Attracting Apprentices to Construction

The construction industry is the largest industry in Western Australia and employs tens of thousands of people but attracting new people to the industry is a challenge faced around the country.

One way that the state aims to attract and train skilled workers is through the Construction Training Fund (CTF). The fund was established in 1990 and has sinced helped 48,000 apprentices and trainees and over 340,000 industry workers upgrade their skills.

The CTF recently announced a $4000 incentive to further drive recruitment and training of construction apprentices in collaboration with the Housing Industry Association (HIA).

Remember everyone who enters the construction site for work must complete general construction induction training known as The White Card course to ensure they know how to ‘Work Safely in The Construction Industry’.

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National Asbestos Training for Apprentices

The CFMEU has called for mandatory national training on asbestos safety for apprentices and tradies, similarly to the mandatory White Card training that all construction workers must undergo.

A Curtin University study revealed that three out of four tradespeople could not identify asbestos in the workplace, increasing their risk of exposure. Because many Australian buildings still have asbestos and it is also illegally imported into the country, it is crucial that we know how to identify it, and what to do if we come across it.

This prompted the unions call who also urged the State and Federal Governments as well as the sector to tackle the lack of regulation in the building industry which they say is putting lives at risk.

The CFMEU says we need national, mandatory training for all apprentices to make them aware of the dangers and how to safely handle asbestos.

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ACT Apprentices Being Injured on The Job


A recent article highlighted the significant number of apprentices in the ACT that are being injured with some of them lodging compensation claims.

Recently 3 apprentices were seriously hurt on Canberra worksites, with up to 7 trainee tradies lodging compensation claims.

In case you have any apprentice concerns these are some of the injuries you should look for, as these are some of the serious injuries reported by apprentices,

  • nail guns and screws to limbs
  • timber and metal in eyes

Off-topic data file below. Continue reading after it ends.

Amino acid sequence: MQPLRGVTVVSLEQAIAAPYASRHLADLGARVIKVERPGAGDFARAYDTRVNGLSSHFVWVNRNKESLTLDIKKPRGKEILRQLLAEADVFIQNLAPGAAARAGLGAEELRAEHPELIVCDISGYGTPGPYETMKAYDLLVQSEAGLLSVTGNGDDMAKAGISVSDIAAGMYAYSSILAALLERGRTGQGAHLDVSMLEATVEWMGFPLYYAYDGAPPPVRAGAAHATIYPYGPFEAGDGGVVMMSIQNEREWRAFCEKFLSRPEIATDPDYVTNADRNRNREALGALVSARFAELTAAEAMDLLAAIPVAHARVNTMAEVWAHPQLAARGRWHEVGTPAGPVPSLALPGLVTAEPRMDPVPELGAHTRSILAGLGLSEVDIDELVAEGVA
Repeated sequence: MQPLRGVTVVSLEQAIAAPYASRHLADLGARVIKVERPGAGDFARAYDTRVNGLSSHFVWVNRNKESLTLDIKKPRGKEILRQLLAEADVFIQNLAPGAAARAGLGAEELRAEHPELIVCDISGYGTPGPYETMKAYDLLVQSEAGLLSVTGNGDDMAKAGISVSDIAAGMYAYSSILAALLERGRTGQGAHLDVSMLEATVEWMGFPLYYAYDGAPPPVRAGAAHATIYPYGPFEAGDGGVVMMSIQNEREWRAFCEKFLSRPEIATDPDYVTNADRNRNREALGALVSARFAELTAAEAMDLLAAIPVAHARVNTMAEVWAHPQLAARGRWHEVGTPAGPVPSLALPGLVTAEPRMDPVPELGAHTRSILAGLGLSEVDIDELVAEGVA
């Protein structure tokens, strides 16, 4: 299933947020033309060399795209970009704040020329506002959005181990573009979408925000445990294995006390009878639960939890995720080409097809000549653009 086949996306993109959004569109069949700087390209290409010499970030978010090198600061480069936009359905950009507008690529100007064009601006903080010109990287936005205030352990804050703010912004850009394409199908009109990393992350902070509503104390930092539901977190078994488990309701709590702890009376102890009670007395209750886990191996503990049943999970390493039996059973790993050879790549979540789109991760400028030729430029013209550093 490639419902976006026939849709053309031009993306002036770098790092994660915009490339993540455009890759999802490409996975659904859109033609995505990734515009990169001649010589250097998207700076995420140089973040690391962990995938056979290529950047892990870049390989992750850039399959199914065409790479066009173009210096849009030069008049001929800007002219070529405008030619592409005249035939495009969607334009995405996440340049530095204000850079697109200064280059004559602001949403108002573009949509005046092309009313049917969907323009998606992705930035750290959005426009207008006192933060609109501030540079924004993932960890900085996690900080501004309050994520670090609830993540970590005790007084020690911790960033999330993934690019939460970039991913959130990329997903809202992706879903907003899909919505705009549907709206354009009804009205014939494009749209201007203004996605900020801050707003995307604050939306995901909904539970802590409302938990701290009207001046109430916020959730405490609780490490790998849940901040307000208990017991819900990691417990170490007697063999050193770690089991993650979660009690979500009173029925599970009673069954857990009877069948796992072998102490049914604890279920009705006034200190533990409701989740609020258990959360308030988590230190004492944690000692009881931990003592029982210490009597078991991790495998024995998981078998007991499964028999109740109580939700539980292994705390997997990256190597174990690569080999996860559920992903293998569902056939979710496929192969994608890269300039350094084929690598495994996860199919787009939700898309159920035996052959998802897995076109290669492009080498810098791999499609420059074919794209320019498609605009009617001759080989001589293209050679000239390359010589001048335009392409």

• lacerated fingers
  • heads hitting metal brackets
  • strained backs
  • twisted ankles

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Apprentices on Construction Sites

Source: WorkSafe Queensland

It goes without saying that apprentices on high risk work sites such as construction sites are at a higher risk of injury and/or illnesses than other workers due to their inexperience and often times naievity.

With the current shortage of skilled construction workers in Australia, it is important that young people are attracted to the industry to complete apprenticeships and fill the growing skills gap.

The first step in getting apprentices to understand the importance of safety on a construction site is general construction induction training, safety training in the form of the White Card.

Employers need to understand that when it comes to providing a safe work environment and system of work for apprentices, a mandatory requirement of all employers to all workers, it may require more effort and consideration than it would for other, more experienced workers.

Leaving apprentices to their own devices on a dangerous construction site before they are ready is possibly the worst thing a contractor can do for that young person’s safety. Although these apprentices may not technically be your employee, especially if you are hosting them through a training programme, the need to provide them with a safe work environment and system of work remains.

In addition to them undergoing mandatory site specific induction training, which the employer must provide, workers must also complete general construction induction training known as The White Card course.

This course is mandatory and can be completed easily and affordably online, which young people will probably prefer to a long and boring, face-to-face training course.

In a recent article on our need to arrest the decline in apprenticeships is highlighted. According to the latest apprentice figures from the National Centre for Vocational Education Research (NCVER) in September there has been a significant decline in the number of people starting and completing apprenticeships.

Compared with the previous 12-month period, apprenticeship and traineeship commencements between March 2014 to March 2015 decreased by 19.8%.

Over this period, apprenticeship and traineeship completions also dropped an alarming 19.4%. A report on completion and attrition rates released earlier this year predicted already low completion rates for apprentices and trainees to decline further. For apprentices and trainees commencing in 2014, completions were predicted to fall to 41.4% in trades and 57.5% in non-trades occupations.


As the construction industry continues to flourish across the nation, previously apprehensive employers are seeking apprentices to train in various construction skills and trades. It is crucial that these workers first undergo White Card training before they are allowed onto a building site. By ensuring workers are supported and given the necessary tools and training to remain safe, productive and happy on the work site, we will hopefully see less of the disturbing completion rates,

Completion rates for apprentices and trainees vary by industry and by occupation. Completions tend to be lower in occupations such as hairdressing (31% completion), construction and mining labouring (27%) and in automotive and engineering trades work (40.3%).


Read more about the apprentice shortage here.